Hate and resentment, Harper-Mercer thus had in full measure. But anger alone does not define a hate crime.  Was his attack directed against Christians or against people with religious beliefs?  The evidence that has so far emerged to support such a proposition is not very strong.  Harper-Mercer appears to have stored up anger against society in general—and when he unleashed his deadly fury, he spared neither Christian nor non-Christian, neither the religious nor the agnostic.

It may well have been the act of shooting and killing people, rather than shooting anyone in particular, that was most important to Harper-Mercer.  And while new information could prompt a re-examination of the entire event, it seems quite possible that profound alienation and resentment, rather than animus directed specifically at Christians or the religious, was the most important motivation in Harper-Mercer’s murderous rampage.

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September 1, 2015

Deadly Violence, Plots Mark Right-Wing Extremist Courtroom Dramas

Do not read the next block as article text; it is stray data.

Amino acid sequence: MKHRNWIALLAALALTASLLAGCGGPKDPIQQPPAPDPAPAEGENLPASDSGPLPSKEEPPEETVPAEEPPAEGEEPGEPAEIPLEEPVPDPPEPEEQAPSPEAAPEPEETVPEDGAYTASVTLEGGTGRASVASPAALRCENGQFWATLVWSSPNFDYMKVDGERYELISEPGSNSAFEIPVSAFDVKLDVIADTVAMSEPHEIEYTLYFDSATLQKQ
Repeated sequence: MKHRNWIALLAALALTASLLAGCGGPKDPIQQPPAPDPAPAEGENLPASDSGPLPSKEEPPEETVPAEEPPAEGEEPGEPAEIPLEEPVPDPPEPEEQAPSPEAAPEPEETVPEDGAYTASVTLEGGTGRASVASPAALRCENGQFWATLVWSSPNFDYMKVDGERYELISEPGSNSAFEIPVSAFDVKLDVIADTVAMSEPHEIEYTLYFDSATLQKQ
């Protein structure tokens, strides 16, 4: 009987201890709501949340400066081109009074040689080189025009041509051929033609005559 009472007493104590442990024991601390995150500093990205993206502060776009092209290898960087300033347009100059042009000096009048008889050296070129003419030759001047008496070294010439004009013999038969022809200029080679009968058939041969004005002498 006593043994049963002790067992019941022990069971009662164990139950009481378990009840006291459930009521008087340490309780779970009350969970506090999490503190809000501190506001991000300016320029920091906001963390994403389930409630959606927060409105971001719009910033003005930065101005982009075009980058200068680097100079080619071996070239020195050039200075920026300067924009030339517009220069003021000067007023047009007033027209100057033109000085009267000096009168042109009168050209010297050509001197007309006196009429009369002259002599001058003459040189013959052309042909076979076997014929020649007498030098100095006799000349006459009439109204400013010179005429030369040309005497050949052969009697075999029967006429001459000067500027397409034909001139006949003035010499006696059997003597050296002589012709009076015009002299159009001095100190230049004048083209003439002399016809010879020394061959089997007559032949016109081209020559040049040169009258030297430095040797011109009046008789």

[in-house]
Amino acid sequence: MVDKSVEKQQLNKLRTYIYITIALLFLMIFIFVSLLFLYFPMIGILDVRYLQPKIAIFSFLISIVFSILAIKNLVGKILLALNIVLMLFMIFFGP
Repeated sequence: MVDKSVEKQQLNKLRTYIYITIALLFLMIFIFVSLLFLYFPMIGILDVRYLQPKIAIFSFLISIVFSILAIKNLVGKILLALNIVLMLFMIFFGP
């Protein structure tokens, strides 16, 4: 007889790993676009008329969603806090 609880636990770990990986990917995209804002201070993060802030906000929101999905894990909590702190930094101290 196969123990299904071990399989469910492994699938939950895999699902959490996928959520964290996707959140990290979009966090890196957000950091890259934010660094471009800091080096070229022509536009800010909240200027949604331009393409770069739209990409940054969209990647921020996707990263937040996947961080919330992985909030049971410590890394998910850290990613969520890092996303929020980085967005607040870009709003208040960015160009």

Judges and juries in Kansas, California and Georgia have ruled in a trio of important criminal cases involving white supremacists, anti-government sovereign citizens, and militia groups who engaged in violence or conspiracies.

Brent Douglas Cole

Brent Douglas Cole

On Monday, August 31, a jury in Olathe, Kansas, convicted long-time white supremacist Frazier Glenn Miller (also known as Frazier Glenn Cross) on capital murder, attempted murder, assault and weapons charges for his 2014 shooting attack that killed three at Jewish institutions in the Kansas City suburb of Overland Park.

Miller, who defended himself, attempted to argue during his trial that he was justified in killing Jews, because they were committing “genocide” against white people. After the jury read its verdict, Miller shouted “Sieg Heil,” while giving a Nazi salute.